View full screen - View 1 of Lot 86. Asprey. An 18ct yellow gold cigar box, designed by J.E. Barber, London, 1957.

An Important English Private Collection

Asprey. An 18ct yellow gold cigar box, designed by J.E. Barber, London, 1957

Lot Closed

May 17, 12:23 PM GMT


40,000 - 60,000 GBP

Lot Details


An Important English Private Collection

Asprey. An 18ct yellow gold cigar box, designed by J.E. Barber, London, 1957

compartmented burr wood lined interior, stiff leaf engraved strapwork border, on bracket feet, with ogee sides, signed by the craftsman W. J. Hornby, mark of Asprey & Co.Ltd.

24cm, 9 1/2 in wide

1782gr, 57oz 6dwt all in

Please note that the W symbol has been removed from this lot. This lot will remain in New Bond Street after the sale.
The designer J.E. Barber worked for Asprey of New Bond Street during the 1950s and ‘60s, where he came under the influence of Algernon Asprey (1912-1991). The latter, a great grandson of Charles Asprey (1813-1892) and one of the directors of Asprey, had joined the old family firm in 1933 as a designer of gold, silver and leather goods. In the 1950s he was instrumental in developing a market for exclusive goldsmiths’ work and leather in the Middle East. As one of the Asprey team, Barber’s designs were probably developed, at least in part, with this lucrative new outlet in mind, as this present box amply demonstrates. Its fine workmanship, coupled with the fact that both the designer’s and craftsman’s names are acknowledged, suggests that it was among the firm’s most luxurious creations. The inclusion of the names, as was required, also suggests that the box was submitted for Purchase Tax relief.

The adverse financial climate in the United Kingdom during the two decades following the end of World War II saw Purchase Tax on non-essential goods rise at times to 120 per cent; for a while gramophone records, for instance, were the subject of triple tax. This had a throttling effect on many manufacturers and craftsmen and was most keenly felt in the goldsmiths’ trade which was in steep decline. The Design and Research Centre for the Gold, Silver and Jewellery Industries was therefore set up at Goldsmiths’ Hall in London with the support of the Council of Industrial Design to select objects deemed worthy of Purchase Tax relief because of their good design and workmanship. This was finally abolished in 1963.1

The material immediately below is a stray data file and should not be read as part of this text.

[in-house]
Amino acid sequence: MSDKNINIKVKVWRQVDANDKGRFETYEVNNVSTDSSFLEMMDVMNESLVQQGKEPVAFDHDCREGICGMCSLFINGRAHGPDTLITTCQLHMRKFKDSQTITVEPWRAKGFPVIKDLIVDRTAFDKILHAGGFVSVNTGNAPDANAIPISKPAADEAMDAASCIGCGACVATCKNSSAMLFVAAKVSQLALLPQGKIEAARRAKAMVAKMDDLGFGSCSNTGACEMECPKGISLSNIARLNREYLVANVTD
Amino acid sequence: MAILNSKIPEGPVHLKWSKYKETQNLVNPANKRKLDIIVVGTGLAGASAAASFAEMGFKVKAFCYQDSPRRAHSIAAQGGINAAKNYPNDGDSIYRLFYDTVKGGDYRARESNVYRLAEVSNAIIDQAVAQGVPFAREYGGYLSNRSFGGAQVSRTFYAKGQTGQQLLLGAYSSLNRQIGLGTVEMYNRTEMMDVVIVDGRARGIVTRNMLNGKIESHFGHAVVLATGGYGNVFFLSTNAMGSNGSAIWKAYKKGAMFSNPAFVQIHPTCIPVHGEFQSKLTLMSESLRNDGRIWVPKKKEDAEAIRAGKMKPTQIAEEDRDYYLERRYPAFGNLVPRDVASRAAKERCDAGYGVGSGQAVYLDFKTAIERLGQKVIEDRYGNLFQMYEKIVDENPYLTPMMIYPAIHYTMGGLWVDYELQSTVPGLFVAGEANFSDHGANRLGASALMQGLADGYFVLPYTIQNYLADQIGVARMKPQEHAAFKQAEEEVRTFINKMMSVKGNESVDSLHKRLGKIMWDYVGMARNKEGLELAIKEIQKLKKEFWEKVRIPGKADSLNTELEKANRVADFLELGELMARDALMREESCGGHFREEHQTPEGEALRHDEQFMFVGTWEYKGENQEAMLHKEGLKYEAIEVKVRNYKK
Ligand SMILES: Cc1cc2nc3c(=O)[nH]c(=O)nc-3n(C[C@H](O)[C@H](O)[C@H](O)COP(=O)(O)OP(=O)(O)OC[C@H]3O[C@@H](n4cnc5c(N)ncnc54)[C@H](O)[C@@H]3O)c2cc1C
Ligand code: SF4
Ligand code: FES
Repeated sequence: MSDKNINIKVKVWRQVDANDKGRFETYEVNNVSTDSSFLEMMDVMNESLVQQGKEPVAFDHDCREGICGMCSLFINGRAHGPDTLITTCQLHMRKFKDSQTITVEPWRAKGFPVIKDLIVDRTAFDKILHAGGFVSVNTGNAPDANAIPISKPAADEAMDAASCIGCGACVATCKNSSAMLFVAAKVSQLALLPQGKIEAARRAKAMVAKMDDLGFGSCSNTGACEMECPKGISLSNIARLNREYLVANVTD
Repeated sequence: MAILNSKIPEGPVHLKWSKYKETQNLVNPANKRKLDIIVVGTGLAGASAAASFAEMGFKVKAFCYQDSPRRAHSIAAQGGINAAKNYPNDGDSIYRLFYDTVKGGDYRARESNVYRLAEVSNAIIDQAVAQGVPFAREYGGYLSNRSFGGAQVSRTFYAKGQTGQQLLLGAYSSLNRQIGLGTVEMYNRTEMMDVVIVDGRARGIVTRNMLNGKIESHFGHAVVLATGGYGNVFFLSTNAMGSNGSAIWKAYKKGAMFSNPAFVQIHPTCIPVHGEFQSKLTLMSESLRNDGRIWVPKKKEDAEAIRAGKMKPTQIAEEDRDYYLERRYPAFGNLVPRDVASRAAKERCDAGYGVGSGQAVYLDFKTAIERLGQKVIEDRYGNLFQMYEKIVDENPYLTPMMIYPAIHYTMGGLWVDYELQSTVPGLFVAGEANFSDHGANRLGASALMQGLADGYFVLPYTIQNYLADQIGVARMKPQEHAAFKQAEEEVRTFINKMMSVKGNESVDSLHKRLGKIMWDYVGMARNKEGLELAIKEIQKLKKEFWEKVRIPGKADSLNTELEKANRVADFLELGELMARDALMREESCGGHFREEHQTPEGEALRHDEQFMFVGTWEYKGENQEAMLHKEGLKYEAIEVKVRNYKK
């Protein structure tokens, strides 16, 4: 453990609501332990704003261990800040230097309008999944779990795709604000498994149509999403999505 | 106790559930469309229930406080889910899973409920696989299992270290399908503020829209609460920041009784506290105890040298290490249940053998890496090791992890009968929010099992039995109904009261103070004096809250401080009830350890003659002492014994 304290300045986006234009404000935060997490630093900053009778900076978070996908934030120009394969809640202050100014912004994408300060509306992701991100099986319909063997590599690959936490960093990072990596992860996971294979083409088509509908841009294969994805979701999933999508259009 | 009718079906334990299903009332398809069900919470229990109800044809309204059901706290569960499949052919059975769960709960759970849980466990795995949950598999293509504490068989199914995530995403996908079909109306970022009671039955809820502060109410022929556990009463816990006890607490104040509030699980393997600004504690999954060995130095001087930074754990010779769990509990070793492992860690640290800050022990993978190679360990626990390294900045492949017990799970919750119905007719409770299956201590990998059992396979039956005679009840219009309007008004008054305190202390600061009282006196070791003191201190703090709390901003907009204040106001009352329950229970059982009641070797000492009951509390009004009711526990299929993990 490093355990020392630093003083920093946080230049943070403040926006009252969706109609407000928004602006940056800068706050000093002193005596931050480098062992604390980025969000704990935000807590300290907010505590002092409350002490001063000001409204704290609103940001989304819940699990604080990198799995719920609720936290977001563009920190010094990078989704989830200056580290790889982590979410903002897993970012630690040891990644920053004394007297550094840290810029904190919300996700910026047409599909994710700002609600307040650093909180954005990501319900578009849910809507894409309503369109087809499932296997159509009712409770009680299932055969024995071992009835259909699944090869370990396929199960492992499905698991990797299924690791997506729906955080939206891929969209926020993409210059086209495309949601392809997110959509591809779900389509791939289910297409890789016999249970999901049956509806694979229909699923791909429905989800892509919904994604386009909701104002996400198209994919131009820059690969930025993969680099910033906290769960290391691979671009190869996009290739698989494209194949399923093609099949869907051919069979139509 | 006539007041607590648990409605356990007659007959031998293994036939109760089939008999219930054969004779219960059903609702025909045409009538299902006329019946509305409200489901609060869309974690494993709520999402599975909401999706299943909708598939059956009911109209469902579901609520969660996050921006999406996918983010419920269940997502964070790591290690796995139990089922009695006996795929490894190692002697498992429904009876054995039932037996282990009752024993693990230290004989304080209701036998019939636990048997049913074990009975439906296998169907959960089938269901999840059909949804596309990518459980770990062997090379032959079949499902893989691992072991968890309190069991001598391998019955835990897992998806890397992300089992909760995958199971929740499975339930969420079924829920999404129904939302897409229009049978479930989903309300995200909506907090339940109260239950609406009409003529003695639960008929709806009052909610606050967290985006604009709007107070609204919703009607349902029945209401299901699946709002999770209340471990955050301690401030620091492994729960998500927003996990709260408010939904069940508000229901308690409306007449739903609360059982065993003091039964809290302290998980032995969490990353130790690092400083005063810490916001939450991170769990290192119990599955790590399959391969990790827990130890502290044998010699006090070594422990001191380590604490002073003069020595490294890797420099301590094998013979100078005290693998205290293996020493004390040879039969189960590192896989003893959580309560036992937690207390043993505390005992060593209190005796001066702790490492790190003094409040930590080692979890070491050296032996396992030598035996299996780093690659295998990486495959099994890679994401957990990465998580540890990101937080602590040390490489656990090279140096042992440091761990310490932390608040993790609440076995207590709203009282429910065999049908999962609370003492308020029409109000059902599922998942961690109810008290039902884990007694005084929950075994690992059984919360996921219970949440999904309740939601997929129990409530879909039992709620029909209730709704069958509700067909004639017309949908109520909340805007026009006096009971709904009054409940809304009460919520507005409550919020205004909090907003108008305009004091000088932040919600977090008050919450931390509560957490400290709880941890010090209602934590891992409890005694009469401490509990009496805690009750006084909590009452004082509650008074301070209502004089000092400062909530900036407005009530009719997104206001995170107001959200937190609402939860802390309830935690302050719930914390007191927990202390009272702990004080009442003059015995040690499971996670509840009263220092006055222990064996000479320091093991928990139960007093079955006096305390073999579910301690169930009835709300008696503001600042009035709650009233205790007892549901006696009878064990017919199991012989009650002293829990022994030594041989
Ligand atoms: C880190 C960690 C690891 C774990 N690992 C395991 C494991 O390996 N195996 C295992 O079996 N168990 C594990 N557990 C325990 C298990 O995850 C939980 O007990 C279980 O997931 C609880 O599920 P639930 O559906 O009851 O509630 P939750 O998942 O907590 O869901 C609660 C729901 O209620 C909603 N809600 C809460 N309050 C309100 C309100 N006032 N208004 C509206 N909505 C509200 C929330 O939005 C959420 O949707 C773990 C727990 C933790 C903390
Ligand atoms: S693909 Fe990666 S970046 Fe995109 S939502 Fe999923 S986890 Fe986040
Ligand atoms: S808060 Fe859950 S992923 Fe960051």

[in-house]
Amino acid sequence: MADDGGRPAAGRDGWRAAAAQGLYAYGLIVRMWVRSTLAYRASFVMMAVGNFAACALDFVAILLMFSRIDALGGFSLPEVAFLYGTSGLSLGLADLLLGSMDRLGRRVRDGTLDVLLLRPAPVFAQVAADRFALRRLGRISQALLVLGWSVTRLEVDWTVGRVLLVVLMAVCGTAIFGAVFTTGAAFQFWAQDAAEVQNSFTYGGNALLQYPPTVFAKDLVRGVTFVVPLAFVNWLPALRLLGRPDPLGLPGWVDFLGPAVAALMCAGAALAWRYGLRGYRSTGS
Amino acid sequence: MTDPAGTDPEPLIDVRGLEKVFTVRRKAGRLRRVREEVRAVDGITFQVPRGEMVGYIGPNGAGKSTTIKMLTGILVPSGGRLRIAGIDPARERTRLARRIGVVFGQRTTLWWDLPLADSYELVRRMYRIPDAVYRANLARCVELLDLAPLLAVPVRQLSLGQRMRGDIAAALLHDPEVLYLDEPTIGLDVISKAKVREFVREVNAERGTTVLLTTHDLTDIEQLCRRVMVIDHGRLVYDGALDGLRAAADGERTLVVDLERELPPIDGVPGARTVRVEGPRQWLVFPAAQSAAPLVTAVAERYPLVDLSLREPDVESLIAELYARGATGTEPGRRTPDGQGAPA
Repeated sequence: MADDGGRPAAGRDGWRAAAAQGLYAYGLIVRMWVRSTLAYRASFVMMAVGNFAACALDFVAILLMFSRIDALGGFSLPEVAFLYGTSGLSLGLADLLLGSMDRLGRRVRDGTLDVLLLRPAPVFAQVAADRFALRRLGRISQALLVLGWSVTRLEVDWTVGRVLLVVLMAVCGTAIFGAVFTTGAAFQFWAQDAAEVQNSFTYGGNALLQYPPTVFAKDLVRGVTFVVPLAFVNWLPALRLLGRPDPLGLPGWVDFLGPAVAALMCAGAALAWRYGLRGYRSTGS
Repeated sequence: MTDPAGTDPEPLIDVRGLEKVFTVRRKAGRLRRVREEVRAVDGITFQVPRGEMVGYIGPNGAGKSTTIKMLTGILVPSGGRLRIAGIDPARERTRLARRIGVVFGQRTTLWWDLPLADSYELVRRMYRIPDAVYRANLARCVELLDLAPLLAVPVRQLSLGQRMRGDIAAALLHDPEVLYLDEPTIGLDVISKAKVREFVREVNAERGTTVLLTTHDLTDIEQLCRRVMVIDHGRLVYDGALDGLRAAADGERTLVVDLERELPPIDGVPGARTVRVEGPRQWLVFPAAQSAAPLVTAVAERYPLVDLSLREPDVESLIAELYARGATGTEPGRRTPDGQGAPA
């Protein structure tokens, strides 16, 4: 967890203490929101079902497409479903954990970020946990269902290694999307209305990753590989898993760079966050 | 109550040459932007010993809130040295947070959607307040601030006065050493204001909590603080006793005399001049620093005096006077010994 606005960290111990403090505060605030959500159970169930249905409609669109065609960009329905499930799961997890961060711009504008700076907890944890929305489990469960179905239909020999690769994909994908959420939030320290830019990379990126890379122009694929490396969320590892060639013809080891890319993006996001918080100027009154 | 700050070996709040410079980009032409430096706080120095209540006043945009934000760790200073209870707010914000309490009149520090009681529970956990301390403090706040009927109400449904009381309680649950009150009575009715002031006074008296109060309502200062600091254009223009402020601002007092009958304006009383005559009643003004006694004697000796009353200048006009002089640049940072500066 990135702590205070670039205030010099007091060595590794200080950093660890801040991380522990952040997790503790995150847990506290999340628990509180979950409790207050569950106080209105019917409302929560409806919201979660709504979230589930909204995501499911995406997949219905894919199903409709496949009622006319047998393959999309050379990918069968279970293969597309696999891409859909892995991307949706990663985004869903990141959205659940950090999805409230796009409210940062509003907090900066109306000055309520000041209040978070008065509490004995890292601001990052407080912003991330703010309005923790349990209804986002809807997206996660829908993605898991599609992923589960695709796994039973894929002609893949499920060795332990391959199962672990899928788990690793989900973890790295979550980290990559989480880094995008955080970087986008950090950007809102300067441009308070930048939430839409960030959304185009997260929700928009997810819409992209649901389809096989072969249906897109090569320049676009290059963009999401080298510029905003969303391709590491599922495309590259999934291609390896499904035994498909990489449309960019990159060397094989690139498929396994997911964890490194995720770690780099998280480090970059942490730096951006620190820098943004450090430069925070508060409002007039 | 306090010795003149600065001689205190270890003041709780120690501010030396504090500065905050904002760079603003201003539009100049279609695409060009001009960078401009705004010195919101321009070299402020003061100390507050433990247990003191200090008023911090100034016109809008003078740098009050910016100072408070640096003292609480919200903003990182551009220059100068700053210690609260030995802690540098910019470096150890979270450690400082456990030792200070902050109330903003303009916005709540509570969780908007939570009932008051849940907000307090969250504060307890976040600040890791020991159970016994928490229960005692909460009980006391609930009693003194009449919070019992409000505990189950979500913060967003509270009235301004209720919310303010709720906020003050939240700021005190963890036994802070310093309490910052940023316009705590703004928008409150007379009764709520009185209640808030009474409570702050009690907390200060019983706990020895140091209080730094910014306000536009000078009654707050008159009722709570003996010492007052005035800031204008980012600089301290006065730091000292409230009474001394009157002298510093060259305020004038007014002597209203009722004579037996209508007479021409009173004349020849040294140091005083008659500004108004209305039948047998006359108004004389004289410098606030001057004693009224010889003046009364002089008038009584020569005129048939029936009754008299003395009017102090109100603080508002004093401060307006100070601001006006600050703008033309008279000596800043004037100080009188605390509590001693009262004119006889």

Several other boxes designed by J.E. Barber for Asprey have been noted, including a compact in silver with two colour gold flower motif, London, 1950, which appears to have been selected for tax relief and which is now in the collection of the Goldsmiths’ Company, London. This compact was chosen for a travelling exhibition in 1955 of Modern Silver which was well attended in London, Birmingham, Edinburgh, Sheffield, Bristol, Manchester and Hull. Barber’s compact was also shown as representative of United Kingdom design and craftsmanship at the British Trade Fair in Copenhagen in 1955.2

Sotheby’s is grateful to the Librarian, Goldsmiths’ Hall, for information included in this footnote.

1. Eleni Bide, ‘Keeping Craft and Design Alive,’ The Journal of the Decorative Arts Society 1850 – the Present: Design and the Decorative Arts in Post-war Britain, London, 2008, pp. 86-99
2. The Birmingham Daily Post, Birmingham, Thursday, 20 January 1955, p. 3f